Prince Philip had to stand down after the British Government intervened and demanded he moved alongside the Queen to Buckingham Palace after she became the head of the Royal Family. The Duke of Edinburgh had hoped to maintain a semblance of family routine for himself and the couple’s eldest children, Prince Charles and Princess Anne. But Italian documentary series Ulisse claimed the Prince was forced to give up his dreams to abide by Winston Churchill’s demands.
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Host Alberto Angela said: “To Philip, one of the drawbacks of his wife’s accession to the throne was having to move to Buckingham Palace.
“But had it been up to him, he would have gladly left this building to his mother-in-law and he would have stayed in the more intimate and comfortable Clarence House.
“But the Government decided on these things and Churchill wanted the new Queen in the palace of her ancestors who had chosen it as an official residence since the time of Queen Victoria.”
The Duke of Edinburgh is nowadays believed to have played a pivotal role in the modernisation of both the Royal Family and royal residences despite the objection of palace courtiers.
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And senior members of the family also tried to rebuke Prince Philip’s attempts of making the monarchy fit for the modern age.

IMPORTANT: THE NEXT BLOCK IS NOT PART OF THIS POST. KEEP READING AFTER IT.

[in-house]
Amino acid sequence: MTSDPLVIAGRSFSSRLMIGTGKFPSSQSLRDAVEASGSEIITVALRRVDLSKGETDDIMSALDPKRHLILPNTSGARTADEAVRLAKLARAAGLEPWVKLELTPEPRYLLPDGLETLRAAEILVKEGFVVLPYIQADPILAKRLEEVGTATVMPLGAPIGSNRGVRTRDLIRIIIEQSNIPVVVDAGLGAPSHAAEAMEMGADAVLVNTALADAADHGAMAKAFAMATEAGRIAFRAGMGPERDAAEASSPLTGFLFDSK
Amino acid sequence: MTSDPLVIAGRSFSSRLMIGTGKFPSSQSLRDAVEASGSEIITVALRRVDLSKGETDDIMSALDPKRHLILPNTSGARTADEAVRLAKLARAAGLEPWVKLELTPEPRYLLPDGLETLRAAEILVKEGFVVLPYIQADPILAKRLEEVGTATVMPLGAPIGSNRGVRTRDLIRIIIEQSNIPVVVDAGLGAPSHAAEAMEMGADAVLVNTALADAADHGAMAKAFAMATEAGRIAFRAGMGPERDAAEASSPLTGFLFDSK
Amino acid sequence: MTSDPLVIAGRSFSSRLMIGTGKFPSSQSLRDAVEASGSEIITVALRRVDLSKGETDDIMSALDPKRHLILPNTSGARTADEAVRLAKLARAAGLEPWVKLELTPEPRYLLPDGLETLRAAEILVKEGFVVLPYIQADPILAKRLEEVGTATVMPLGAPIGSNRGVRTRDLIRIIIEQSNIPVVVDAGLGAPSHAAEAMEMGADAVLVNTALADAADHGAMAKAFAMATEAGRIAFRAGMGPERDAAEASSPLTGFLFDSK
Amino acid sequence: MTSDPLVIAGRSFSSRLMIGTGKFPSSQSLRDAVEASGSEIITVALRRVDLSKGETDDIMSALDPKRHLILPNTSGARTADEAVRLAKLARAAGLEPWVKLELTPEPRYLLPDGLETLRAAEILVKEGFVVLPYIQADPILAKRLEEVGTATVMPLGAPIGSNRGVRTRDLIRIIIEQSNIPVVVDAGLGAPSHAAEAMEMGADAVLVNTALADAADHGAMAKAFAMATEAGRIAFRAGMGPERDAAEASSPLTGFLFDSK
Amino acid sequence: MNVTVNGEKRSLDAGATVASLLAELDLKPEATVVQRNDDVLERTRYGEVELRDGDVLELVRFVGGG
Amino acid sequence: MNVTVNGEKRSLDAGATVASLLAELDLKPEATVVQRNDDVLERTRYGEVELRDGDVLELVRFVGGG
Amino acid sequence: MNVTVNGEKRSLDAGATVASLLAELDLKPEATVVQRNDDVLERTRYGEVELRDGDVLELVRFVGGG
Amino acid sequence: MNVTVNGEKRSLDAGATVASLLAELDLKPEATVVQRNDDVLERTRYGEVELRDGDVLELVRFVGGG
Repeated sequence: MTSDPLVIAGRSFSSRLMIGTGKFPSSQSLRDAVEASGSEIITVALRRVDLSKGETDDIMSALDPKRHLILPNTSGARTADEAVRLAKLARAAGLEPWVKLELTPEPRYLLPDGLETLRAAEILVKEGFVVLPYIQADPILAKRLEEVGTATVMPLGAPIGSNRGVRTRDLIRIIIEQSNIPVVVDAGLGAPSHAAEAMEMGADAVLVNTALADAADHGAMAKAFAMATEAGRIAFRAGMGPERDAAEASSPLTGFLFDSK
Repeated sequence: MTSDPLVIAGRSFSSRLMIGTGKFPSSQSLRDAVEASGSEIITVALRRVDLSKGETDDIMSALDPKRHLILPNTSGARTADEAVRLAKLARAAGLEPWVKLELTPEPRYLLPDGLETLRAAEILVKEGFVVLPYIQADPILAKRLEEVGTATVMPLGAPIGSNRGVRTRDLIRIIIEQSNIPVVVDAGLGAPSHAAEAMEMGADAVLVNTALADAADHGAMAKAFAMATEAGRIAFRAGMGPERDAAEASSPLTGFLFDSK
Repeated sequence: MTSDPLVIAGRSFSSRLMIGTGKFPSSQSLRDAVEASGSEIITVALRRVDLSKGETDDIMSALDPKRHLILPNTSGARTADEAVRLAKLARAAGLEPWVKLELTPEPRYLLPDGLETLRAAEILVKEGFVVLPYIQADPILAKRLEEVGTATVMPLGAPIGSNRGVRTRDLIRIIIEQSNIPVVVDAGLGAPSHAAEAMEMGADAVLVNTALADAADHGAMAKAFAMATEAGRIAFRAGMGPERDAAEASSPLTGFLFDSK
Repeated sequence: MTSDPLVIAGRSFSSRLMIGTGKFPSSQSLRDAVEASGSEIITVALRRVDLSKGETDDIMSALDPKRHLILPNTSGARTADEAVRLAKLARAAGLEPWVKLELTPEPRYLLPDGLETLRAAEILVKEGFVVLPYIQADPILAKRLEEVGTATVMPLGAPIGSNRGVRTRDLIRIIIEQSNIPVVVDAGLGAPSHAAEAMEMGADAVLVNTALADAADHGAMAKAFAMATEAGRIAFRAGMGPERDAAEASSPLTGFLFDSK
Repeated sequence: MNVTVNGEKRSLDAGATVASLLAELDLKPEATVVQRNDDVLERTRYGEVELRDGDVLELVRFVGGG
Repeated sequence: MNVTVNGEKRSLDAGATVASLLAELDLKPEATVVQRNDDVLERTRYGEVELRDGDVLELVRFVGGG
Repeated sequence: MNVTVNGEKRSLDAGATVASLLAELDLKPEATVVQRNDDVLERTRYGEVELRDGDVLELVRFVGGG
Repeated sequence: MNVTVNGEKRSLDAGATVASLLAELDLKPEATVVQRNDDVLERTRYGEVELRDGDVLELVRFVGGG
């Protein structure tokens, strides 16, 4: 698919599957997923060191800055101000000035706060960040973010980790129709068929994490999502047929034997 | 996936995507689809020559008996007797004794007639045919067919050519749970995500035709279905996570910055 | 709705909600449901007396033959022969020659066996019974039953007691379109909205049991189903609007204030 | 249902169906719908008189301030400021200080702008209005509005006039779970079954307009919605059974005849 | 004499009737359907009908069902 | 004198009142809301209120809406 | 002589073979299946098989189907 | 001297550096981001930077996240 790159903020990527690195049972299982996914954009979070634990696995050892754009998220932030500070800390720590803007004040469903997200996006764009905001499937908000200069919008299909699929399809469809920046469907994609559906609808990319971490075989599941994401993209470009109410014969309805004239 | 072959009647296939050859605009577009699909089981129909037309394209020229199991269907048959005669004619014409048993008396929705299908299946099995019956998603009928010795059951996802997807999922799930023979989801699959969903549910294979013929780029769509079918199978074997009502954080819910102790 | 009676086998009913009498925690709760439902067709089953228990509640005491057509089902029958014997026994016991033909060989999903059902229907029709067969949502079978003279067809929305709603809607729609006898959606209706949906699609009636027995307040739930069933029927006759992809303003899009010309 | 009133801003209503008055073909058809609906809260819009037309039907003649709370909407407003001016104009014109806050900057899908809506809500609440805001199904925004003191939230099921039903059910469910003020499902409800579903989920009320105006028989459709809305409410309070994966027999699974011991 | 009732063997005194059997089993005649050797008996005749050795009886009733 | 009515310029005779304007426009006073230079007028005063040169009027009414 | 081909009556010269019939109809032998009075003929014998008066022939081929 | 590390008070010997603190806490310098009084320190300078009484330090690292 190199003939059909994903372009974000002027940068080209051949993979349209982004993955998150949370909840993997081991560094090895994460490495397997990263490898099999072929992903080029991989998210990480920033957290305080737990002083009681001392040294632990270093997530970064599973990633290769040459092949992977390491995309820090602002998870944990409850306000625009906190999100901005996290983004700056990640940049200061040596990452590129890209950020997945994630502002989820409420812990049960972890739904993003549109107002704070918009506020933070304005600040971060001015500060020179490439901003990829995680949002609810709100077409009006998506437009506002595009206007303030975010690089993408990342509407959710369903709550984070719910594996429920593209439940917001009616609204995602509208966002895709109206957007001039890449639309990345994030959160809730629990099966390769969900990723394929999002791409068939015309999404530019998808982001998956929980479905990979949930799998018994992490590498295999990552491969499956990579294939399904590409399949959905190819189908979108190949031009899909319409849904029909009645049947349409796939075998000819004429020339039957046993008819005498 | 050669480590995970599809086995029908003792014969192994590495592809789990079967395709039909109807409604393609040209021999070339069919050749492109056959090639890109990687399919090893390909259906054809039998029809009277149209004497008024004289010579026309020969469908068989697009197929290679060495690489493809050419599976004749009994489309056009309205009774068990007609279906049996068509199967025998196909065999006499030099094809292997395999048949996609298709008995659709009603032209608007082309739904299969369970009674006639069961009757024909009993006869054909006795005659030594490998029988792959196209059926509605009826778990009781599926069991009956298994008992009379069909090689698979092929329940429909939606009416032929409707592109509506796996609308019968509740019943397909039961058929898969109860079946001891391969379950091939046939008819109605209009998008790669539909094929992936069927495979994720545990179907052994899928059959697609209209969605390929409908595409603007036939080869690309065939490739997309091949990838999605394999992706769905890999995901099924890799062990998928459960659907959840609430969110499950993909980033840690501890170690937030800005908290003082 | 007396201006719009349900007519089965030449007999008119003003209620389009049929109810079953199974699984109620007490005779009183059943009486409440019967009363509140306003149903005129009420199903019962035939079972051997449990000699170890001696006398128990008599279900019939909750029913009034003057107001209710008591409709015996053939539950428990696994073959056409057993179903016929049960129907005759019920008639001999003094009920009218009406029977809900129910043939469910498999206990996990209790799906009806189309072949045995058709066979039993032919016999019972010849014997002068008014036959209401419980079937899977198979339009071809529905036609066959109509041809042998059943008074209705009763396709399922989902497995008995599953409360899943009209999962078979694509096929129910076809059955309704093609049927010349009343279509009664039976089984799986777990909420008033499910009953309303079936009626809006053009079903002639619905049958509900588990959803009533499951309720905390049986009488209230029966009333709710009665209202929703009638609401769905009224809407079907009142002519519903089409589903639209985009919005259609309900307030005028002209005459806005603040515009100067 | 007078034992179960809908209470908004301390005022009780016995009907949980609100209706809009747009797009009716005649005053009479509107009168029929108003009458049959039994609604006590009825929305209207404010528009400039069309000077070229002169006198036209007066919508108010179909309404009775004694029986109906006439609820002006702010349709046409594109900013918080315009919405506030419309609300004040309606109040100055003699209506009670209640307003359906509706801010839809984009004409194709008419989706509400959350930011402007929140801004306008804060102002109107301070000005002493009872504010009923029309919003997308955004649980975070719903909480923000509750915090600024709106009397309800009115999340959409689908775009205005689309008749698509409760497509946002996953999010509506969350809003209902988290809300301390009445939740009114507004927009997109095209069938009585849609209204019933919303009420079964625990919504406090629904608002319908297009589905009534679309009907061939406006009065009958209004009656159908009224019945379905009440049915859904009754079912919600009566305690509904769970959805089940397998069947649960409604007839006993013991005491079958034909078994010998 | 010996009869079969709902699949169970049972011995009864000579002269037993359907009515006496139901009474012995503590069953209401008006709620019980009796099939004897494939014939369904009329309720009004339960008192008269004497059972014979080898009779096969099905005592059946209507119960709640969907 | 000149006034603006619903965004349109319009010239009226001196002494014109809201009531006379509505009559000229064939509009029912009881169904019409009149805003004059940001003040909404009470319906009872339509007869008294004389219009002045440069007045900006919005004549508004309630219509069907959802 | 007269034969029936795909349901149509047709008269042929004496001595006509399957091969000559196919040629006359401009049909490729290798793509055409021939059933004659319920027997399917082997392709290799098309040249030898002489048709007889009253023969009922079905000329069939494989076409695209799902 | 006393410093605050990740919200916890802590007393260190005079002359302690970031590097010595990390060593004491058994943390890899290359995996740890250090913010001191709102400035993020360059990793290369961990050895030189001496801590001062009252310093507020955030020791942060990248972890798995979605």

According to the Duke’s biographer Brian Hoey, Philip was quick to kick off his renovation plans after he discovered Buckingham Palace worked on a two-kitchen system.
Enraged by the antiquity of the arrangement, and the waste of manpower and food, the Queen’s consort brought to an end a tradition Queen Victoria and Prince Albert helped establish.
Mr Hoey said: “At first he was highly amused at this antiquated system, which had been in existence since Queen Victoria’s reign.
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Discussing the pair’s relationship, biographer Robert Lacey said: “There she was unashamedly harking back to when Britain had an empire – charming, aristocratic, frankly snobbish, no pretence of actually living in the 20th century.”
Despite the inside battles Prince Philip was faced with, he succeeded in ensuring Buckingham Palace was fit for its purpose and ready to serve as the Queen’s main office in London.
Modernising plans also included attempts to make the Royal Family appear more approachable to changing generations of Britons and make the institution look “less austere.”
Massey College master emeritus John Fraser said: “He was a penniless pauper prince that came into this family which was pretty rigidly orchestrated in their official duties, and he tried to make it a bit more human, I think, more approachable. In that degree, he was a moderniser.”